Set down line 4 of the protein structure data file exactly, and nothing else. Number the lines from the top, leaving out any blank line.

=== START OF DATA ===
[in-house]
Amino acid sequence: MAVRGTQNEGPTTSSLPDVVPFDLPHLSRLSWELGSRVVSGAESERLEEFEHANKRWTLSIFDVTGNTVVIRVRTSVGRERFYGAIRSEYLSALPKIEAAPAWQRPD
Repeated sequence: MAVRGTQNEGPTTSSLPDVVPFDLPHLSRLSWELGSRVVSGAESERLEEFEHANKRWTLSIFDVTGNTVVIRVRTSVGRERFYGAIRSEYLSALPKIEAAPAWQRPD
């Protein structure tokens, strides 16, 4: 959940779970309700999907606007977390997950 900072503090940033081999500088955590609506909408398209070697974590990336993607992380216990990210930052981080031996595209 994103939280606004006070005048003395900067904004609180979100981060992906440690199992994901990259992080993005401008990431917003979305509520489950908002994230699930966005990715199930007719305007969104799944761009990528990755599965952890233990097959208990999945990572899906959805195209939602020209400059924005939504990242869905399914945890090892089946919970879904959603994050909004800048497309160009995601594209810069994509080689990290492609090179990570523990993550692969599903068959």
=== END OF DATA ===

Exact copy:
């Protein structure tokens, strides 16, 4: 959940779970309700999907606007977390997950 900072503090940033081999500088955590609506909408398209070697974590990336993607992380216990990210930052981080031996595209 994103939280606004006070005048003395900067904004609180979100981060992906440690199992994901990259992080993005401008990431917003979305509520489950908002994230699930966005990715199930007719305007969104799944761009990528990755599965952890233990097959208990999945990572899906959805195209939602020209400059924005939504990242869905399914945890090892089946919970879904959603994050909004800048497309160009995601594209810069994509080689990290492609090179990570523990993550692969599903068959």